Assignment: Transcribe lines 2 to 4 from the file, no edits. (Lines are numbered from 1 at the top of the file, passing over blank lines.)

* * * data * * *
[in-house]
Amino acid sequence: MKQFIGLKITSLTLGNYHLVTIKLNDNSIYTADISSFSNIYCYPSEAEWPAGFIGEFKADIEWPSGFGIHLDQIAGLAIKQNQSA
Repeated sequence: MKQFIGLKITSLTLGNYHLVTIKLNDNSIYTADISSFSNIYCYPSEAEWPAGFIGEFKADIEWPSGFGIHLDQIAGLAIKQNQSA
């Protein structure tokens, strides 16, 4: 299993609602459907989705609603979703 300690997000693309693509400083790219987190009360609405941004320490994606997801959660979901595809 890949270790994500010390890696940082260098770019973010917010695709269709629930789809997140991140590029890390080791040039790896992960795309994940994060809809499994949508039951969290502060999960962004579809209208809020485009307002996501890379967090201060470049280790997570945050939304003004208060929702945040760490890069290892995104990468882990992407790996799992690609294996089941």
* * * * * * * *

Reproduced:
Amino acid sequence: MKQFIGLKITSLTLGNYHLVTIKLNDNSIYTADISSFSNIYCYPSEAEWPAGFIGEFKADIEWPSGFGIHLDQIAGLAIKQNQSA
Repeated sequence: MKQFIGLKITSLTLGNYHLVTIKLNDNSIYTADISSFSNIYCYPSEAEWPAGFIGEFKADIEWPSGFGIHLDQIAGLAIKQNQSA
């Protein structure tokens, strides 16, 4: 299993609602459907989705609603979703 300690997000693309693509400083790219987190009360609405941004320490994606997801959660979901595809 890949270790994500010390890696940082260098770019973010917010695709269709629930789809997140991140590029890390080791040039790896992960795309994940994060809809499994949508039951969290502060999960962004579809209208809020485009307002996501890379967090201060470049280790997570945050939304003004208060929702945040760490890069290892995104990468882990992407790996799992690609294996089941």